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Extension > Garden > Diagnose a problem > What's wrong with my plant? > Fruit > Apple > Yellowing leaves

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Apples > Leaves > Yellowing leaves

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  • Image: Iron Chlorosis

Iron Chlorosis

  • Newest leaves towards ends of branches are generally yellowed, while leaf veins remain green (interveinal chlorosis)
  • More common in western Minnesota
  • More information on Iron Chlorosis
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  • Image: Honeycrisp Leaf Mottle Disorder 1
  • Image: Honeycrisp Leaf Mottle Disorder 2

Honeycrisp Leaf Mottle Disorder
(Honeycrisp Chlorosis)

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  • Image: Powdery Mildew 1
  • Image: Powdery Mildew 2
  • Image: Powdery Mildew 3

Powdery Mildew
Podosphaera leucotricha

  • Part or all of infected leaves are covered in white-gray, felt-like patches
  • Infected leaves will curl, twist, or fold upward
  • Infected blossoms are distorted, discolored, and covered in white powdery fungal growth
  • Infected fruit have bronze, corky streaks, that are skin deep
  • More information on Powdery Mildew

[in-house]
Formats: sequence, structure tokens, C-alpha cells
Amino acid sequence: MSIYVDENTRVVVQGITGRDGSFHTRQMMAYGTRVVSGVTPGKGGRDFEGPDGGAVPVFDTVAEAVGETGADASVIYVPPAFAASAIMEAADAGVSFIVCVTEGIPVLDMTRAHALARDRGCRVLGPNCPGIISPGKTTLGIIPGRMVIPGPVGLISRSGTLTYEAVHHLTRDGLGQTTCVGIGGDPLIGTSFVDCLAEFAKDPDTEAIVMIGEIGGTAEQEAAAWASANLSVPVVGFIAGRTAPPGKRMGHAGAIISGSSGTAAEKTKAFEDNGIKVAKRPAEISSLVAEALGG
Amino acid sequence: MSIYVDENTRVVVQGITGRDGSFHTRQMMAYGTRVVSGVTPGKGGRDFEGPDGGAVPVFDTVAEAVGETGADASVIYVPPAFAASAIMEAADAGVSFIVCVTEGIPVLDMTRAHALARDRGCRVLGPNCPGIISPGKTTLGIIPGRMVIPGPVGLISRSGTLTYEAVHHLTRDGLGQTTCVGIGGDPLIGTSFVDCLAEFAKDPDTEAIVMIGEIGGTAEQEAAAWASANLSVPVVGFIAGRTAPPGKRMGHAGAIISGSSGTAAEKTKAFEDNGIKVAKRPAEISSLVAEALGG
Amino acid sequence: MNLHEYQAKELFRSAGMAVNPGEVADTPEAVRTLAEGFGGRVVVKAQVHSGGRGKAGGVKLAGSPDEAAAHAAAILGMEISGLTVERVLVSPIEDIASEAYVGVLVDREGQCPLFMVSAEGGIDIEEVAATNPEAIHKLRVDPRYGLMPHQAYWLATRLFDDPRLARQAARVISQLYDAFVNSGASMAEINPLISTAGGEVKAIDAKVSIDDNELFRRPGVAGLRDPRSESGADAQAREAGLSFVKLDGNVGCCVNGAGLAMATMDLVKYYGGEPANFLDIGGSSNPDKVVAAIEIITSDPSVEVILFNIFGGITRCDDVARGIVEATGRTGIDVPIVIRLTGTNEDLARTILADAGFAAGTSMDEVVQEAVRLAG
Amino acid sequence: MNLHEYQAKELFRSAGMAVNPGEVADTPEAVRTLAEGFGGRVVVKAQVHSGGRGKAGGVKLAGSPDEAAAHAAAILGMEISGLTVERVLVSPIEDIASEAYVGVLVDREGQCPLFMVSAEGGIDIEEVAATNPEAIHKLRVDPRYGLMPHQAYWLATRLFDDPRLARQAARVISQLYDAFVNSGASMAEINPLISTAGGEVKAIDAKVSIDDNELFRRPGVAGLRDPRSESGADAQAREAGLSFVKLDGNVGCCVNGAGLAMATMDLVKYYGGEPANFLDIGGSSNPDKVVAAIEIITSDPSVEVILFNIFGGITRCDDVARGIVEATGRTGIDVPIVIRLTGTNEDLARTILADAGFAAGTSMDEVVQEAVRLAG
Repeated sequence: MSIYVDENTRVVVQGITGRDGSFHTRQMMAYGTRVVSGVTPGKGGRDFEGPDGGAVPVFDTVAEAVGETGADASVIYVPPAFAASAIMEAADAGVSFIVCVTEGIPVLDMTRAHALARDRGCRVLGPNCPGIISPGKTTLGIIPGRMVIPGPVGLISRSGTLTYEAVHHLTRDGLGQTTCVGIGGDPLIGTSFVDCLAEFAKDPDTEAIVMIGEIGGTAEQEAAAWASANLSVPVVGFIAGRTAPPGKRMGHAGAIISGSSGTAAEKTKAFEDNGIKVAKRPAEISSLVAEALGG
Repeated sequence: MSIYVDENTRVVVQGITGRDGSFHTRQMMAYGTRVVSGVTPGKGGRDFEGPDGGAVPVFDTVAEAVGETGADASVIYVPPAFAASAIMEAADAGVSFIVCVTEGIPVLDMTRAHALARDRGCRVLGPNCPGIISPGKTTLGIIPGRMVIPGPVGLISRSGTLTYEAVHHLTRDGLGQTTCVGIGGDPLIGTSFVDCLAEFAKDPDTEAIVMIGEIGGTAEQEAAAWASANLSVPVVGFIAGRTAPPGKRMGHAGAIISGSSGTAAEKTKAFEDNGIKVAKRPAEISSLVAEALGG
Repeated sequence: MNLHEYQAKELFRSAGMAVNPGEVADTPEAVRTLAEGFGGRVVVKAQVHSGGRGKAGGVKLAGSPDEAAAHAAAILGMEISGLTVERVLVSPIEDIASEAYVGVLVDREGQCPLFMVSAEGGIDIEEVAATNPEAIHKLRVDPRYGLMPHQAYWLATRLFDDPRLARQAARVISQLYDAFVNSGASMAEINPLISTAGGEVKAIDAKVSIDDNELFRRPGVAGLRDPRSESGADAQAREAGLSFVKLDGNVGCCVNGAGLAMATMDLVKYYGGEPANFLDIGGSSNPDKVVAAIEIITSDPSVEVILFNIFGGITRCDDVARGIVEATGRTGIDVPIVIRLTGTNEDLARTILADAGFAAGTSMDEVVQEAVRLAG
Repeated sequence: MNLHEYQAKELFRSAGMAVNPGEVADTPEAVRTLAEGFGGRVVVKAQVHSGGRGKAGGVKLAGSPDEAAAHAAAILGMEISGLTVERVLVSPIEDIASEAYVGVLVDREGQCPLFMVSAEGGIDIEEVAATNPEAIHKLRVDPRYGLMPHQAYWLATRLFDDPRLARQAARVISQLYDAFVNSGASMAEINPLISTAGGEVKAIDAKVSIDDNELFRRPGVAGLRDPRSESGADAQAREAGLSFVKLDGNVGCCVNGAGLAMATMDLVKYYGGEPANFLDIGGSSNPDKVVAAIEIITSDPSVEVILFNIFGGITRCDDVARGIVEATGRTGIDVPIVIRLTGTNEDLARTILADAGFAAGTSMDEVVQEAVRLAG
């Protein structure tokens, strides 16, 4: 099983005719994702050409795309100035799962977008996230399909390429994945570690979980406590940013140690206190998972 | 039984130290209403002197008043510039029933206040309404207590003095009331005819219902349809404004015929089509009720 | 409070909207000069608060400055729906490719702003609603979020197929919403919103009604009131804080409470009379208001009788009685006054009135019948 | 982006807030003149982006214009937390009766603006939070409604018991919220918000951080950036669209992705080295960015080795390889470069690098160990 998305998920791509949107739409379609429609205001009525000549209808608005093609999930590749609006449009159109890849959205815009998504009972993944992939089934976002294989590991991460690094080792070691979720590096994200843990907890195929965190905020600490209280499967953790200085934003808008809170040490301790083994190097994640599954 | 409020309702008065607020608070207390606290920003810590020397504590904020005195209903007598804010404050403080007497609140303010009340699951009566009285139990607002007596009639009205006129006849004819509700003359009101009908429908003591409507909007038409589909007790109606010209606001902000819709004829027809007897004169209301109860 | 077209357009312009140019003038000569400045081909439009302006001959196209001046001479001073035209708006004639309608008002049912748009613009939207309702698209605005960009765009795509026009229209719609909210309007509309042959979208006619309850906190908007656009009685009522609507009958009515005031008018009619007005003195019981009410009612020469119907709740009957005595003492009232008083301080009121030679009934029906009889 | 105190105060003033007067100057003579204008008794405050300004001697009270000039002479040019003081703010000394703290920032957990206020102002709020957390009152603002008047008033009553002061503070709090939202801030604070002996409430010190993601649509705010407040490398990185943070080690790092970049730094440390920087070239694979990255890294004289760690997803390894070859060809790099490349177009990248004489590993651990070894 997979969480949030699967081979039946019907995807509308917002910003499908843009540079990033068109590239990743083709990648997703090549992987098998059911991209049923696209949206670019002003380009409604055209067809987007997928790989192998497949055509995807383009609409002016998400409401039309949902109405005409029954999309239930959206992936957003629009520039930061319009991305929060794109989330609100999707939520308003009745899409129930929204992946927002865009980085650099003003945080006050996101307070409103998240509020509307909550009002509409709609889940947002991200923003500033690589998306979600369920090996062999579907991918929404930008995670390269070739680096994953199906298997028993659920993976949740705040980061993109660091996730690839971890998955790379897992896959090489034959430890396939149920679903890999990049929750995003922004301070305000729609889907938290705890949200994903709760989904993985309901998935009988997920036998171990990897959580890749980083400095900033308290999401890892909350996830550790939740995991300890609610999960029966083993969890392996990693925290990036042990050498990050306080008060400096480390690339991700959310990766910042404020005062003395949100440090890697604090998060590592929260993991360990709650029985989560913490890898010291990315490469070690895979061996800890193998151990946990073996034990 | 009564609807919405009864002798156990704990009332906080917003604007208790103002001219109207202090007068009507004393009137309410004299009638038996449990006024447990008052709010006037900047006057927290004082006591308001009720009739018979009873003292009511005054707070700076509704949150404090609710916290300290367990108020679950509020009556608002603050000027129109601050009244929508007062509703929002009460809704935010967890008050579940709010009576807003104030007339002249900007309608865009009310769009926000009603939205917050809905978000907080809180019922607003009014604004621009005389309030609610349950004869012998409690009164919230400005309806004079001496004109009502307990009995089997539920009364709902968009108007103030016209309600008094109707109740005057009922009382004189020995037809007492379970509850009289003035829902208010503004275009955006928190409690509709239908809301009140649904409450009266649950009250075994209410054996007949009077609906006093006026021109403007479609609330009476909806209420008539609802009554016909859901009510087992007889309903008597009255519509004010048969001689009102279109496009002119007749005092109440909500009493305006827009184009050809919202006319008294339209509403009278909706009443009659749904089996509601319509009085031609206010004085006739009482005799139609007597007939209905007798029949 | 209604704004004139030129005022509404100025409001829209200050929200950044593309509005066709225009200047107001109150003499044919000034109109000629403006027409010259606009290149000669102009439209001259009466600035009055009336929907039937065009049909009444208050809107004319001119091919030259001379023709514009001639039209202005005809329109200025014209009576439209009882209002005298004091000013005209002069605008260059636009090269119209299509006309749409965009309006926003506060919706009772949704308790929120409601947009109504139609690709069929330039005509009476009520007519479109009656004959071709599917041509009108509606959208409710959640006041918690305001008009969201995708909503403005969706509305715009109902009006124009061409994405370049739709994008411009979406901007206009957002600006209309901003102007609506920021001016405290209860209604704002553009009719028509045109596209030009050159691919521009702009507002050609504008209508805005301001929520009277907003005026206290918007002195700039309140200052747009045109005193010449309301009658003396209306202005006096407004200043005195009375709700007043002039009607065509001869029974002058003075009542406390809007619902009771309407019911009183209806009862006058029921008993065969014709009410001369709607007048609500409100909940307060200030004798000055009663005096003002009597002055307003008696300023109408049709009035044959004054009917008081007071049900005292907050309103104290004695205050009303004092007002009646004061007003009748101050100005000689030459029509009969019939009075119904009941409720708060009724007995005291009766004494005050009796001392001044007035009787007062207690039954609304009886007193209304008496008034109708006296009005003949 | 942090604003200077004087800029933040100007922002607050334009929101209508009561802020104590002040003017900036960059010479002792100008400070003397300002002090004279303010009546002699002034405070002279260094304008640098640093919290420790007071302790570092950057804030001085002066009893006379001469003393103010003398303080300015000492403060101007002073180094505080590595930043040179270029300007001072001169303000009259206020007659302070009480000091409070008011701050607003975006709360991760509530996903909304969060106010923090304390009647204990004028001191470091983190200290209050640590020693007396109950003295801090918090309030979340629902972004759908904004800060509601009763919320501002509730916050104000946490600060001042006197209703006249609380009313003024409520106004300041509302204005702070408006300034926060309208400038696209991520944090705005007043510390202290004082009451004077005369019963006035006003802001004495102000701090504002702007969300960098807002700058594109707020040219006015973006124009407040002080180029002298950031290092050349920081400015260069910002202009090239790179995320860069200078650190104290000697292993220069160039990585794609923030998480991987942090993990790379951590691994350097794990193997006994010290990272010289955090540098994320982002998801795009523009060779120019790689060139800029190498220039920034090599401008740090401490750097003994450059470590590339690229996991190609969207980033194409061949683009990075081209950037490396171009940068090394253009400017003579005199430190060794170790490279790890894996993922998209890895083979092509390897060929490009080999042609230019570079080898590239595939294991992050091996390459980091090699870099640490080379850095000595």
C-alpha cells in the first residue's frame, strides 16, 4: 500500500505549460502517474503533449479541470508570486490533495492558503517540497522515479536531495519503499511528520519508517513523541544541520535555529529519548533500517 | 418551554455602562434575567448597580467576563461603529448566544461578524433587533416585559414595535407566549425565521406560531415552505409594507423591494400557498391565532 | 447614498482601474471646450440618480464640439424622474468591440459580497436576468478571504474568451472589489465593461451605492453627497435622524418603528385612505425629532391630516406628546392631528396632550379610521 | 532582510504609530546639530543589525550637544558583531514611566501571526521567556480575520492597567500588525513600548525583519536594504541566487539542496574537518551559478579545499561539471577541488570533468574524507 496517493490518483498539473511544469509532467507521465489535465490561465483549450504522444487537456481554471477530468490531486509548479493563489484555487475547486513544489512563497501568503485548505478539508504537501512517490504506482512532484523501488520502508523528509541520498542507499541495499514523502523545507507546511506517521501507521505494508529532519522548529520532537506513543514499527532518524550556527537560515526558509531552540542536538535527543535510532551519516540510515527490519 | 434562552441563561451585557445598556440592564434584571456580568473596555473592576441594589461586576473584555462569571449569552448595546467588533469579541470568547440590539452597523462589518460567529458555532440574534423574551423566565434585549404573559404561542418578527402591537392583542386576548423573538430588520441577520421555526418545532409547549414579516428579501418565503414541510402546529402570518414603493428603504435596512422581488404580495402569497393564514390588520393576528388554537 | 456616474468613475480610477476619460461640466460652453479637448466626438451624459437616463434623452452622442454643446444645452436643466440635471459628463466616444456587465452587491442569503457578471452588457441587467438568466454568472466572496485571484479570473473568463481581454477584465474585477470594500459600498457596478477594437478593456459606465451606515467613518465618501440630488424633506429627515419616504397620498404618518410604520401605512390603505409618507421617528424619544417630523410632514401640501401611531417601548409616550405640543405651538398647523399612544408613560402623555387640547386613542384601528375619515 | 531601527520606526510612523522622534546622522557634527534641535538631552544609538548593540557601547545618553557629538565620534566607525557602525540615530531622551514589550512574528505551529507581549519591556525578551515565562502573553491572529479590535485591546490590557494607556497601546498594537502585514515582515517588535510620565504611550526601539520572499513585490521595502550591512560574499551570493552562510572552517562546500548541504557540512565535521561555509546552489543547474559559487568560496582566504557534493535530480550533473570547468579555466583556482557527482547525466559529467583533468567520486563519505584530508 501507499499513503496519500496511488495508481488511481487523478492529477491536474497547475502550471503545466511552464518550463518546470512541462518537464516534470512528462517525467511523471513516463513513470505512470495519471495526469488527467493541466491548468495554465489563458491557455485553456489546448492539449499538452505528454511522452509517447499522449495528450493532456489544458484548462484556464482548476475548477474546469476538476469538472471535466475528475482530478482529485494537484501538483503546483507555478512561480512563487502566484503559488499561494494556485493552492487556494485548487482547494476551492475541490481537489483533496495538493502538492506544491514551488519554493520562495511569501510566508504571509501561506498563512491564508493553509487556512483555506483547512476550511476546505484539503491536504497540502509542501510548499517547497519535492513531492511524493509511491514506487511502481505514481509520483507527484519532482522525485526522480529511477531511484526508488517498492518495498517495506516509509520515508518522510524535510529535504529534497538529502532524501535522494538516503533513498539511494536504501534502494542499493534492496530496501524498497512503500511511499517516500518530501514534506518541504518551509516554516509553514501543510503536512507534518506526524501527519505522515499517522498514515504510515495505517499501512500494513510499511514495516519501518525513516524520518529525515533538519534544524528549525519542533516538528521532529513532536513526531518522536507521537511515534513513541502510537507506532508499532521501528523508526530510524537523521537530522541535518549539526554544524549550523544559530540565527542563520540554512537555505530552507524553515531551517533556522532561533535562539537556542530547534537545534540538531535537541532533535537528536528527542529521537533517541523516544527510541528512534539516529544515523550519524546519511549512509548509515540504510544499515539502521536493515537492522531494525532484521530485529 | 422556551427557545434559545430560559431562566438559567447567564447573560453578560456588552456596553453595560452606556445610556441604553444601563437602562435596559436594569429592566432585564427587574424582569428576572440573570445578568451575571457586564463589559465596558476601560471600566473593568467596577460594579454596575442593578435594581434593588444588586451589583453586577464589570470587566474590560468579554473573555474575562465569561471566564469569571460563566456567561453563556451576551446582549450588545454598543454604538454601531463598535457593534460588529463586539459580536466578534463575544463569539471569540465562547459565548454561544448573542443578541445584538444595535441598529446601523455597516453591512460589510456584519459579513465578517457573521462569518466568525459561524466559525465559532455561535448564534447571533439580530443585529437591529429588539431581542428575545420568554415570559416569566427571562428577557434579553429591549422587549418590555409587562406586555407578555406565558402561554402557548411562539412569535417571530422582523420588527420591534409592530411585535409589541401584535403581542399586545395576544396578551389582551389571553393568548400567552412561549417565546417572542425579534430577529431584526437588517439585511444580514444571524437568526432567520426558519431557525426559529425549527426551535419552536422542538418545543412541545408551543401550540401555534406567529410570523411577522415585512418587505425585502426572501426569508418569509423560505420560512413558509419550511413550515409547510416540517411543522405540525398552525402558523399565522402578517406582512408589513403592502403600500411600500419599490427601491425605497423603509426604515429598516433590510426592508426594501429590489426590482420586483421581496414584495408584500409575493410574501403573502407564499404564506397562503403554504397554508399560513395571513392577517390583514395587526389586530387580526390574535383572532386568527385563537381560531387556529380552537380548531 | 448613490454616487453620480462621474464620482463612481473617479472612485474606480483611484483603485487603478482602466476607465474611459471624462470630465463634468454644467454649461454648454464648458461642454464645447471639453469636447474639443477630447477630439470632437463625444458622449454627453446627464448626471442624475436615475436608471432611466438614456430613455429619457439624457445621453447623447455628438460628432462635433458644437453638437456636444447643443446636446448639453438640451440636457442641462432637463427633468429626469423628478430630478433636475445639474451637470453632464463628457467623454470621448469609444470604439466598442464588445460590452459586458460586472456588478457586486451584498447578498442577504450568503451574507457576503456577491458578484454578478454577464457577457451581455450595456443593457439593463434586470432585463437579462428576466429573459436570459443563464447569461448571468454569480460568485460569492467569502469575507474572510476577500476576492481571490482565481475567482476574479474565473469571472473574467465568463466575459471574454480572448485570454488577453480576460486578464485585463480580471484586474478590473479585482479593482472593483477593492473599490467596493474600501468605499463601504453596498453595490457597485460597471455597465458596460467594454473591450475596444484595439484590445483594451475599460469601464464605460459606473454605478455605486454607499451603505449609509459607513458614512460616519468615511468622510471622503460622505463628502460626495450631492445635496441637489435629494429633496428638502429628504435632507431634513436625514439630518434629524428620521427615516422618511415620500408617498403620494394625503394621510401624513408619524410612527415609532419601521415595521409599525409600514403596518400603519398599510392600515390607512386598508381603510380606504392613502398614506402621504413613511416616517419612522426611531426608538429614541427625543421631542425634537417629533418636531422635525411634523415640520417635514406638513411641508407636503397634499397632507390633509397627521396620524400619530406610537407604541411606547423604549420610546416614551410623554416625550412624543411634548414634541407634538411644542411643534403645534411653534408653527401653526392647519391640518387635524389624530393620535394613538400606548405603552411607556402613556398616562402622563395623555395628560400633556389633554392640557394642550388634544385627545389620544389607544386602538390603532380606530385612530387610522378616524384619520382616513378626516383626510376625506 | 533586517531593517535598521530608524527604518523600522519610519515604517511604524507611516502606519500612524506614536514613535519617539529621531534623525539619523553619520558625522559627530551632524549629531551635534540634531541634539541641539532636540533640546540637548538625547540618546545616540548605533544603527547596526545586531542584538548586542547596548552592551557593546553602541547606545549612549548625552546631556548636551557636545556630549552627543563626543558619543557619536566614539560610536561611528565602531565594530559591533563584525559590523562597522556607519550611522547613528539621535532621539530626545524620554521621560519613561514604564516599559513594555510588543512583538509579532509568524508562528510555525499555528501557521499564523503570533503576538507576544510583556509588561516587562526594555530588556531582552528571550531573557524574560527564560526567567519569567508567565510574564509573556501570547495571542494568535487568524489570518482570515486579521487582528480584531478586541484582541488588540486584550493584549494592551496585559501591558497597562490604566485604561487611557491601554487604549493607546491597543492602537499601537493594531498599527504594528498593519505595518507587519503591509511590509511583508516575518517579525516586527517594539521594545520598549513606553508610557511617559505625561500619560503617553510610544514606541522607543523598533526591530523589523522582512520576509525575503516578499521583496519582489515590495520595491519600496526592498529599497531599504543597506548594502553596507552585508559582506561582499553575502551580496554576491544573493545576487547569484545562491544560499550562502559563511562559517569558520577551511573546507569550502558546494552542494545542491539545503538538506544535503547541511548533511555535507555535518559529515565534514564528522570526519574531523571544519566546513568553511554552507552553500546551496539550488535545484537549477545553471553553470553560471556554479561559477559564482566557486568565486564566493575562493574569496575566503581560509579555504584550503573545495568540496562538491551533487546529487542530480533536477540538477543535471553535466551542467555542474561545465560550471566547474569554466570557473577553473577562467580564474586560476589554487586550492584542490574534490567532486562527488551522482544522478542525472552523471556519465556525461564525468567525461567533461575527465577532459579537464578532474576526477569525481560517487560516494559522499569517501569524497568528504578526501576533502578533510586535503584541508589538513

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  • Image: Dogwood Borer 1
  • Image: Dogwood Borer 2
  • Image: Dogwood Borer 3

Roundheaded Appletree Borer
Saperda candida

  • Foliage becomes sparse, pale colored, and eventually turns yellow
  • Reddish brown frass (sawdust and droppings) can be present on bark near base of tree
  • Branch dieback occurs as infestation becomes more severe
  • ¼ inch round holes present in trunk; Large tunnels found in sapwood
  • Adults are ¾ inch long, white and brown striped body with long antennae; active June to August
  • Larvae are up to 1+ inches long, cream colored, round and plump and legless; because life cycle takes two years or more, larvae are present in wood at any time of year
  • More information on Roundheaded Appletree Borer

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